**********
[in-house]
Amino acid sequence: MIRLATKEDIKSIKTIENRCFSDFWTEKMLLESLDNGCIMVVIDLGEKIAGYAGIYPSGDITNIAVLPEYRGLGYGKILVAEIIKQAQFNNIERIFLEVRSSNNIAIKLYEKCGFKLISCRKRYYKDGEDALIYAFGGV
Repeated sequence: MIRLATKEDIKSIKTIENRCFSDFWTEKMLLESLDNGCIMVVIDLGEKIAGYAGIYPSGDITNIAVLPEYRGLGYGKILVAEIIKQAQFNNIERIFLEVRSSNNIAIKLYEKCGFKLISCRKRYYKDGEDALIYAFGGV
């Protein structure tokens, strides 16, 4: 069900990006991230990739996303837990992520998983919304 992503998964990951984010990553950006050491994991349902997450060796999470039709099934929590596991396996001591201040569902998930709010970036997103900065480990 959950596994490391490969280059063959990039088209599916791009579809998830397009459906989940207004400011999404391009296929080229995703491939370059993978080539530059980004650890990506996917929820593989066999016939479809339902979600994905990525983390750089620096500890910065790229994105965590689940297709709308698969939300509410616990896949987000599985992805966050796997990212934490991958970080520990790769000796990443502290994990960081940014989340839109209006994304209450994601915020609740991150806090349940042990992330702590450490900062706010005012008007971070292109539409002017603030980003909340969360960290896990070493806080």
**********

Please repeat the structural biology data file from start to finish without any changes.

[in-house]
Amino acid sequence: MIRLATKEDIKSIKTIENRCFSDFWTEKMLLESLDNGCIMVVIDLGEKIAGYAGIYPSGDITNIAVLPEYRGLGYGKILVAEIIKQAQFNNIERIFLEVRSSNNIAIKLYEKCGFKLISCRKRYYKDGEDALIYAFGGV
Repeated sequence: MIRLATKEDIKSIKTIENRCFSDFWTEKMLLESLDNGCIMVVIDLGEKIAGYAGIYPSGDITNIAVLPEYRGLGYGKILVAEIIKQAQFNNIERIFLEVRSSNNIAIKLYEKCGFKLISCRKRYYKDGEDALIYAFGGV
């Protein structure tokens, strides 16, 4: 069900990006991230990739996303837990992520998983919304 992503998964990951984010990553950006050491994991349902997450060796999470039709099934929590596991396996001591201040569902998930709010970036997103900065480990 959950596994490391490969280059063959990039088209599916791009579809998830397009459906989940207004400011999404391009296929080229995703491939370059993978080539530059980004650890990506996917929820593989066999016939479809339902979600994905990525983390750089620096500890910065790229994105965590689940297709709308698969939300509410616990896949987000599985992805966050796997990212934490991958970080520990790769000796990443502290994990960081940014989340839109209006994304209450994601915020609740991150806090349940042990992330702590450490900062706010005012008007971070292109539409002017603030980003909340969360960290896990070493806080």